Nadesar Palace, Benares (Varanasi)

1 - Nadessar Palace

Nadesar Palace – this is the back facade, boasting a large porticoed balcony on the second floor. In the foreground are the swimming pool and the polo grounds.

Nadesar Palace is a dream of a boutique hotel. First built by the East India Company in the late 1700s, it was then taken over by the Maharajah Prabhu Narain Singh of the Royal House of Benares from 1889, and the property has belonged to the royal family ever since.

The Palace was used as a guesthouse – in 1906, George V and Queen Mary stayed in the palace when they were touring India as Prince and Princess of Wales respectively. In the 2000s, the Taj Group took over the management of the palace, and after an extensive restoration, re-opened it as the Taj Nadesar Palace.

2 - NAdessar Palace

Arriving at the gates to Nadesar Palace – note the coat of arms of the Royal House of Benares.

3 - Palace Front

This is the front side of the palace, with a large porte-cochere and another large porticoed balcony on the second floor.

4 - Balcony

Chairs on the second floor balcony at the back of the palace.

5 - TErrace

The second floor balcony at the front of the palace.

6 - Back Garden

View of the grounds and the white marble pavilion.

The property boasts only 4 rooms and 6 suites, each of them with high ceilings typical of colonial properties, four-poster beds and clawfoot baths in the bathrooms. Every room comes with personal butler service.

The palace itself is a splendid piece of Neo-classical architecture, with a large porte-cochere out front, and a magnificent porticoed balcony out back. Antiques and works of art fill the guest rooms and public spaces of the palace, such that stepping into the building, is like stepping back in time to the days of the British Raj.

7 - Bedroom Other Way

My room…

8 - Bathroom

The bathroom…

9 - Fireplace II

The ground floor sitting room.

10 - Dining Downstairs

The ground floor dining room.

15 - Palace at Night

The palace at night. Dinner is served every evening at the ground floor patio.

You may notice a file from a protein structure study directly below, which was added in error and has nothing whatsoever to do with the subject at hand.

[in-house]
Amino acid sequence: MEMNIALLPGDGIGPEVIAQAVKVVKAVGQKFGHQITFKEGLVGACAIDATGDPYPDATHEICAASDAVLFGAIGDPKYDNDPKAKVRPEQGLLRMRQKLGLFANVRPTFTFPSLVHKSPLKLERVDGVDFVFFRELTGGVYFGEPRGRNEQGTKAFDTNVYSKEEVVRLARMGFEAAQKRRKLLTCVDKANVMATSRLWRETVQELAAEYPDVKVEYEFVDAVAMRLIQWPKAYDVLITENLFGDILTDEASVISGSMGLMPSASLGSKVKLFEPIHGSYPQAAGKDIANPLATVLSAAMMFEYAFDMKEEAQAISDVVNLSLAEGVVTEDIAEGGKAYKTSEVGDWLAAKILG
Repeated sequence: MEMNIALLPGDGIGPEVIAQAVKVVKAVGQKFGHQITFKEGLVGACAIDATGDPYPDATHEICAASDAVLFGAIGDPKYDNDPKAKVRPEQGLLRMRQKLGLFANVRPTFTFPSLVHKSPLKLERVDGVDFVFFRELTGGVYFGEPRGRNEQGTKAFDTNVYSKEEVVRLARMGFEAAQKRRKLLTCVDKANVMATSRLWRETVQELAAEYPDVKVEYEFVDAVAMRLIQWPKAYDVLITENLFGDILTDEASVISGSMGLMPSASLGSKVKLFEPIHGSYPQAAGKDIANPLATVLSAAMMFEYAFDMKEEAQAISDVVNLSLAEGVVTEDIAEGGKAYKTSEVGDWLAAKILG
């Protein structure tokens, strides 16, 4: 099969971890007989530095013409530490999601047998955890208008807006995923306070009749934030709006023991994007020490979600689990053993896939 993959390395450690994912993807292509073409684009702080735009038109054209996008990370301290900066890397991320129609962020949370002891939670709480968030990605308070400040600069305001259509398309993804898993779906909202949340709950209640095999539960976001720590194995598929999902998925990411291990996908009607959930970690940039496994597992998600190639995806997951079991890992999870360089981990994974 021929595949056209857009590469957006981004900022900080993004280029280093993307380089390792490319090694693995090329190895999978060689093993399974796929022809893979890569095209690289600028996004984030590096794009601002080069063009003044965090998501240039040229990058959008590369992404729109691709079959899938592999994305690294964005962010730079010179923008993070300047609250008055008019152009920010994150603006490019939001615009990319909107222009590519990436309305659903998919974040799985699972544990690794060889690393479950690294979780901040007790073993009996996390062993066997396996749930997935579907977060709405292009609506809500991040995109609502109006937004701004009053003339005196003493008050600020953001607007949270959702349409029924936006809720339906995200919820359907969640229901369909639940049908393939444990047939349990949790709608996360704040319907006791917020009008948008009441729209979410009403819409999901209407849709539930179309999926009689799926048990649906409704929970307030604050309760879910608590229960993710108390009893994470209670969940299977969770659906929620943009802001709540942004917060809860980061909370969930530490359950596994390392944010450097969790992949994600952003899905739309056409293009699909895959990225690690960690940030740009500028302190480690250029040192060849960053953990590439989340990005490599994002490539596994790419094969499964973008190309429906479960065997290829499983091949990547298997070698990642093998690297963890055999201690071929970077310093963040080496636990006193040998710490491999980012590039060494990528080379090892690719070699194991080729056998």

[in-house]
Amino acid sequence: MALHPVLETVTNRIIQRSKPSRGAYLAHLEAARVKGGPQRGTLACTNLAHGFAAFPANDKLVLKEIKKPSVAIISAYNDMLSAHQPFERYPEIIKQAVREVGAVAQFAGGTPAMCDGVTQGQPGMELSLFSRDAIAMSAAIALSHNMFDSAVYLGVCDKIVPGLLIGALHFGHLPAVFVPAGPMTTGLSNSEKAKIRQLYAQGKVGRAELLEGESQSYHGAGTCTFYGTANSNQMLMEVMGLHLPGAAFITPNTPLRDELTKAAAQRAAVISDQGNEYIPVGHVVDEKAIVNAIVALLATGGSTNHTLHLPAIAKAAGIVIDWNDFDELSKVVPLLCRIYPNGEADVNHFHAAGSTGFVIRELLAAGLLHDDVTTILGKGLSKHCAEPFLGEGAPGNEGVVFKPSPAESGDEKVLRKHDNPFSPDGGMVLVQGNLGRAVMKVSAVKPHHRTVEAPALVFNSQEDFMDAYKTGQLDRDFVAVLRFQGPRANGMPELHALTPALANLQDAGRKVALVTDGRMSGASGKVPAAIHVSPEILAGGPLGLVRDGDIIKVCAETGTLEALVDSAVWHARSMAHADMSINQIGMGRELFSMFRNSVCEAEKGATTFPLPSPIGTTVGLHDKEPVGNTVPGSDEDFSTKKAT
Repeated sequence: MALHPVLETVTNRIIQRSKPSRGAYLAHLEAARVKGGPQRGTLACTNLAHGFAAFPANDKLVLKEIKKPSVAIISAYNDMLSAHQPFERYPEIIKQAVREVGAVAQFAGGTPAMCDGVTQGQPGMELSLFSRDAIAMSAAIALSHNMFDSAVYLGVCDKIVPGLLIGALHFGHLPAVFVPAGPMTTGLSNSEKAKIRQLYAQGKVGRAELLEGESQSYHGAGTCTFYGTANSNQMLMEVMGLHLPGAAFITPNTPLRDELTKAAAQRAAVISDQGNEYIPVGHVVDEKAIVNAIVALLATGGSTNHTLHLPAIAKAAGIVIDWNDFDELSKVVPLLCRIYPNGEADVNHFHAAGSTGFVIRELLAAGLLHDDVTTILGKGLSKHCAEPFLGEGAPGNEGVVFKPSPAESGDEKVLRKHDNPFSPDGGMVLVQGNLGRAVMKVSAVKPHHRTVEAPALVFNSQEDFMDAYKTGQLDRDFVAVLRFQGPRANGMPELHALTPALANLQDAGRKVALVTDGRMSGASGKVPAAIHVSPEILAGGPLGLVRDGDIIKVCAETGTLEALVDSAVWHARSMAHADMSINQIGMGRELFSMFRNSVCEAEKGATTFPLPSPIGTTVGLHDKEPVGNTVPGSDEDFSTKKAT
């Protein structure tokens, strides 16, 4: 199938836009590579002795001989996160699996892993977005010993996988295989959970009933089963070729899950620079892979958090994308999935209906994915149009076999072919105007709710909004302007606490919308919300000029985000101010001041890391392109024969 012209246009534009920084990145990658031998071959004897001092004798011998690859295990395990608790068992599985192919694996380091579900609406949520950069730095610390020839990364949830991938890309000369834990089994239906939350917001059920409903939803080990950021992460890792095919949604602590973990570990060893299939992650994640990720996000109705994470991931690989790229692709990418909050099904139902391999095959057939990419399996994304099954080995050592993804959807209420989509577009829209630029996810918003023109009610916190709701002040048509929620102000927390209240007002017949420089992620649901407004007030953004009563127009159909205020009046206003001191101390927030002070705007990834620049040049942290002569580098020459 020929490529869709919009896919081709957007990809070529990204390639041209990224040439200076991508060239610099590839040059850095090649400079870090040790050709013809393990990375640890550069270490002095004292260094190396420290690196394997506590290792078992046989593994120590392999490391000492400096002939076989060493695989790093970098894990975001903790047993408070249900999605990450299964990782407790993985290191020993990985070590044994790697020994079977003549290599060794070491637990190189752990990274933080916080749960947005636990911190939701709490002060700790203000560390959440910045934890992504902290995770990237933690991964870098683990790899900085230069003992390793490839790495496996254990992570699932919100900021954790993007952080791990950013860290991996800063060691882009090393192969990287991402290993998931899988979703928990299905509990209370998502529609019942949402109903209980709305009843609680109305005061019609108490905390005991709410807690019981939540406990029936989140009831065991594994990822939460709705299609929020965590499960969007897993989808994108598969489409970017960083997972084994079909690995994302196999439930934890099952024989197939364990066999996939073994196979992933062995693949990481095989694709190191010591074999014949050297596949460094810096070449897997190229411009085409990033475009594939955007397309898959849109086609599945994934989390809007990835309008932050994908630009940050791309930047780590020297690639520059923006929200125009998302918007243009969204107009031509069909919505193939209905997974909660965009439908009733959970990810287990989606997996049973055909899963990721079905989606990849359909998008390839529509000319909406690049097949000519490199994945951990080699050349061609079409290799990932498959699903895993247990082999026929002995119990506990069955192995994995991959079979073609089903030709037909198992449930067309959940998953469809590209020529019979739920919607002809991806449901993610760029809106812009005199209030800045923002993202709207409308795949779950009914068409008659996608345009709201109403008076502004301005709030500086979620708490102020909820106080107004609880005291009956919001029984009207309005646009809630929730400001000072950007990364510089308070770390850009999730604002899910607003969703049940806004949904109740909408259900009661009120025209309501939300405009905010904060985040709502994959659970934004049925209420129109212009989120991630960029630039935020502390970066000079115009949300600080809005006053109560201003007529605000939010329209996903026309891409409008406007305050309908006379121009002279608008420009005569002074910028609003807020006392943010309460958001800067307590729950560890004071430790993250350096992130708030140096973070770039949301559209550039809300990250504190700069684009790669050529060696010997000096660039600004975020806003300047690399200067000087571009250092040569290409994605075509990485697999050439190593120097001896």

The palace sits in its own extensive grounds, a tour of which may be had in the Maharajah’s former horse carriage, driven, incidentally, by a grandson of the Maharajah’s former horse carriage driver.

On the horse carriage tour of the property, we pass by plots of cultivated land, which I am told is where many of the vegetables served in the kitchen are grown.  That probably explains why everything served by the kitchen was absolutely delicious.

12 - Carriage

The Maharajah’s former horse carriage.

13 - Cupola

On the grounds of the palace.

14 - Pavilion Day

The marble pavilion.

16 - Breakfast

Simple, but simply scrumptious breakfast.

And then there is the pool, which sits at the foot of the Palace’s back facade, and affords a view of the grounds. I spent one late afternoon luxuriating in its cool waters, watching as the sun set over the trees in the distance, and marvelling at how this tranquil oasis could even exist, just metres away from the hustle and bustle of today’s Varanasi.

11 - Pool

The swimming pool.

17 - Palace and Pool

A final view of the Palace and the swimming pool. With this, we bid Benares goodbye.

NEXT STOP on The Grand Tour III: Madras (Chennai) 

About Kennie Ting

I am a wandering cityophile and pattern-finder who is pathologically incapable of staying in one place for any long period of time. When I do, I see the place from different perspectives, obsessive-compulsively.
Gallery | This entry was posted in Art & Architecture, Cities & Regions, Culture & Lifestyle, Heritage, India, Landmarks & History, Photography, Sociology & Urban Studies, Travel & Mobility and tagged , , , , , , , , . Bookmark the permalink.

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